Great American Road Trip 2009: The fly and drive combo New Mexico to Montana and back

For the past seven summers, ever since we moved back from India, we’ve embarked on a Great American Road Trip. The first was the mega version that put 10,000 miles on a new Ford Taurus station wagon in three months. Mind you, this was in 2003 with a 10 year-old and a 1 ½ year old-and without video games, computers or a DVD player.

This year’s version is a fly drive combo. Three months for tootling around between the Atlantic and Pacific is harder to come by-three weeks, doable. Without a burning desire to drive through the Midwest to get to Montana from Ohio like last year when I waxed poetic about Wisconsin’s cheese curds, we flew on Northwest Airlines (aka Delta) over those endless corn and soybean fields to Albuquerque, New Mexico.

Sure Albuquerque is no where near Montana, our main destination, but there’s a reason for the detour.

I used to live in Albuquerque. So did my husband. Between us, we have loads of friends we haven’t seen since that first road trip. Besides, Albuquerque is a budget destination with cheap flights to get there and inexpensive car rentals for heading out on the open road IF you rent away from the airport (more on that later).

When planning a Great American Road Trip, I highly recommend the fly then drive option. One year we flew to Denver and drove to Montana. Another year we flew to Seattle. With a limited time frame, the flight cuts out the parts you don’t necessarily want to see and provides the time to see those places that you do. If you’re going to be renting a car when you reach your main destination, why not head a few states away for the opportunity to explore the bounties in between?

For us the bounties might be a national park, the largest metal sculptures in the world, a mom and pop restaurant with regional food, or a town that a highway bypassed. Sometimes we know where we’ll stop before we head out, or one of us notices a point on a map and says, “Let’s stop here.”

In the next few weeks, as we’re traveling in a Toyota Sienna van through New Mexico, Utah, Colorado and Montana, where the landscape and people have a flavor so unique I could return again and again, I’ll fill you in on the places we’ve stopped and give some Great American Road Trip how-to suggestions.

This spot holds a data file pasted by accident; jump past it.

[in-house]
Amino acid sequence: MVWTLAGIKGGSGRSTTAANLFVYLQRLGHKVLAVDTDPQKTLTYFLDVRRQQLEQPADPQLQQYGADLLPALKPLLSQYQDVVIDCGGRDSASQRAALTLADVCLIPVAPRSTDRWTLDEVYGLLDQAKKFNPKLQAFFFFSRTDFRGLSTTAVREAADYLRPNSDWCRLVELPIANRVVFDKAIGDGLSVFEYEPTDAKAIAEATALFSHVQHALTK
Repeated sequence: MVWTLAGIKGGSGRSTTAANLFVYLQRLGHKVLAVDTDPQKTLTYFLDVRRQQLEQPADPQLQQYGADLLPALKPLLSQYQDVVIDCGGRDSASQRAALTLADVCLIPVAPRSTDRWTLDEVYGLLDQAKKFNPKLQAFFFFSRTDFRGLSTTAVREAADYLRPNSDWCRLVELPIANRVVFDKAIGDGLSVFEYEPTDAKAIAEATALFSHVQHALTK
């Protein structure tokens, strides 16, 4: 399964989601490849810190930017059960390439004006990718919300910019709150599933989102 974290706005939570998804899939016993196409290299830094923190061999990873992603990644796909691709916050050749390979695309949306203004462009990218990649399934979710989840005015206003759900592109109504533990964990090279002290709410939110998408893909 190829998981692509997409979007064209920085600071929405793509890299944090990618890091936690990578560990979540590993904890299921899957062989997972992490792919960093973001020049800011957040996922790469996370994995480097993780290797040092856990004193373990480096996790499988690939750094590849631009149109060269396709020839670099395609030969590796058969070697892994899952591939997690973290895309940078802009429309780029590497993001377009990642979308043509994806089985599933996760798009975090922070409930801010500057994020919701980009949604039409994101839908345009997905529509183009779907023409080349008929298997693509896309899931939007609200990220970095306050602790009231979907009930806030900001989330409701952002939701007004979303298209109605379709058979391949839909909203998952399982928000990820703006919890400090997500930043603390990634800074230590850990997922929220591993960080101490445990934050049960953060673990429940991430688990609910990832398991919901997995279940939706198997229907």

We passed by Arches National Park a week ago. It’s been a busy week. Stay tuned. Ghost towns, neon and great eats on the way.

[The first photo was taken two years ago at the parade at Flint Creek Valley Days in Philipsburg, Montana where I am now. The second photo was taken last year at the pheasant family sculpture, part of the Enchanted Highway, on the way to Regent, North Dakota.]

Boeing 737 makes duck soup with ducks and lands safely

Not all planes that hit flocks of birds end up making crash landings. When a Boeing 737 flew through a flock of ducks near Fairbanks, Alaska on Thursday, it did make an emergency landing to make sure that there wasn’t any major damage to the aircraft other than the crack in the outer windshield. The only other damage was a dent in the engine cowling.

The description of the ducks bouncing off the jet reminded me a bit of the pheasants (and the black bird , and the chipmunk AND raccoon) that bounced off our car last summer when we drove along the Enchanted Highway in North Dakota on our Great American Road trip. Quite alarming and unusual. We’ve been on this road before with never a problem.

It’s not that unusual for planes to hit birds in Alaska. According to the article in the Anchorage Daily News most of the time, the birds just bounce off the airplane and nothing happens. In our case, one of the pheasants was stuck in the grill of our car, something my husband discovered when we stopped to get gas.

In the case of a plane going through flocks of ducks, I wonder if anyone on board has ever yelled, “Duck!”

*Thanks to Gadling reader, Matt for the heads up on this story.

Great American Road Trip: North Dakota. Dodging pheasants in the midst of huge sculptures

Thursday afternoon we turned off of I-94 at exit 72 for Regent, North Dakota for a detour. Three years ago, we became so enamored with this stretch of two-lane road called “The Enchanted Highway” that we decided it was worth the forty or so miles out of our way for a return visit. Our goal was Billings, Montana by 10:30 p.m.

Every five miles or so along the 32 miles to Regent, there is a large scrap metal sculpture grouping. A tin family, schools of fish, grasshoppers, Teddy Roosevelt on a horse, and a pheasant family. They are the largest scrap metal sculptures in the world. They are superb.

Back in 1989, Gary Greff, a former teacher and high school principal, came up with the idea of this series of sculptures as a way to draw people to Regent. It’s worked with us twice now. The first time I heard an interview with him on National Public Radio three years ago. As I listened to the interview, I thought heading through North Dakota to see the sculptures was a fine idea.